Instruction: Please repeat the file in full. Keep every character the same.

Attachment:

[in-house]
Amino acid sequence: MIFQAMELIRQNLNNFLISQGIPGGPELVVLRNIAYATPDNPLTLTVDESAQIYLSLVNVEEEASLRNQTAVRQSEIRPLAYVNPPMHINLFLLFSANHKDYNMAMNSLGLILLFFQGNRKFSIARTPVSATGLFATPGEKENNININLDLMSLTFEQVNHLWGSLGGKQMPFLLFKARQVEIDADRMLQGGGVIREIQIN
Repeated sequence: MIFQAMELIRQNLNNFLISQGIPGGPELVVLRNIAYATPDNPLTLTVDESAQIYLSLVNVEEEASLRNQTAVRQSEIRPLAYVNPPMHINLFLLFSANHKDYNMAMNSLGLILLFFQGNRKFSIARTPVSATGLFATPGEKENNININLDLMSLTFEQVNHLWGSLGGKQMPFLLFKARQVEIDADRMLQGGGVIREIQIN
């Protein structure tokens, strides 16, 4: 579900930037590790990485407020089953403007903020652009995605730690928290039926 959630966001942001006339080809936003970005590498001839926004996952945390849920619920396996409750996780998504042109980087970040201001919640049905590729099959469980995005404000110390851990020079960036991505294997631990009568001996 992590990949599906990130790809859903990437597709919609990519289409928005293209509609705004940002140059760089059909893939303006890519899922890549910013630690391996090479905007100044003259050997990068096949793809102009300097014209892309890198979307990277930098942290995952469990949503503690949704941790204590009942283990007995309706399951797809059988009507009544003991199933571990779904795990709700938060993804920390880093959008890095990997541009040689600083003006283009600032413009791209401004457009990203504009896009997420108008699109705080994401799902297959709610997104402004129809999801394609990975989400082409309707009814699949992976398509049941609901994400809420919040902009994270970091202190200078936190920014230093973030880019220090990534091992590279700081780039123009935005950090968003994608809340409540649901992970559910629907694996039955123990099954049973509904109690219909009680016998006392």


[in-house]
Amino acid sequence: MIFQAMELIRQNLNNFLISQGIPGGPELVVLRNIAYATPDNPLTLTVDESAQIYLSLVNVEEEASLRNQTAVRQSEIRPLAYVNPPMHINLFLLFSANHKDYNMAMNSLGLILLFFQGNRKFSIARTPVSATGLFATPGEKENNININLDLMSLTFEQVNHLWGSLGGKQMPFLLFKARQVEIDADRMLQGGGVIREIQIN
Repeated sequence: MIFQAMELIRQNLNNFLISQGIPGGPELVVLRNIAYATPDNPLTLTVDESAQIYLSLVNVEEEASLRNQTAVRQSEIRPLAYVNPPMHINLFLLFSANHKDYNMAMNSLGLILLFFQGNRKFSIARTPVSATGLFATPGEKENNININLDLMSLTFEQVNHLWGSLGGKQMPFLLFKARQVEIDADRMLQGGGVIREIQIN
């Protein structure tokens, strides 16, 4: 579900930037590790990485407020089953403007903020652009995605730690928290039926 959630966001942001006339080809936003970005590498001839926004996952945390849920619920396996409750996780998504042109980087970040201001919640049905590729099959469980995005404000110390851990020079960036991505294997631990009568001996 992590990949599906990130790809859903990437597709919609990519289409928005293209509609705004940002140059760089059909893939303006890519899922890549910013630690391996090479905007100044003259050997990068096949793809102009300097014209892309890198979307990277930098942290995952469990949503503690949704941790204590009942283990007995309706399951797809059988009507009544003991199933571990779904795990709700938060993804920390880093959008890095990997541009040689600083003006283009600032413009791209401004457009990203504009896009997420108008699109705080994401799902297959709610997104402004129809999801394609990975989400082409309707009814699949992976398509049941609901994400809420919040902009994270970091202190200078936190920014230093973030880019220090990534091992590279700081780039123009935005950090968003994608809340409540649901992970559910629907694996039955123990099954049973509904109690219909009680016998006392």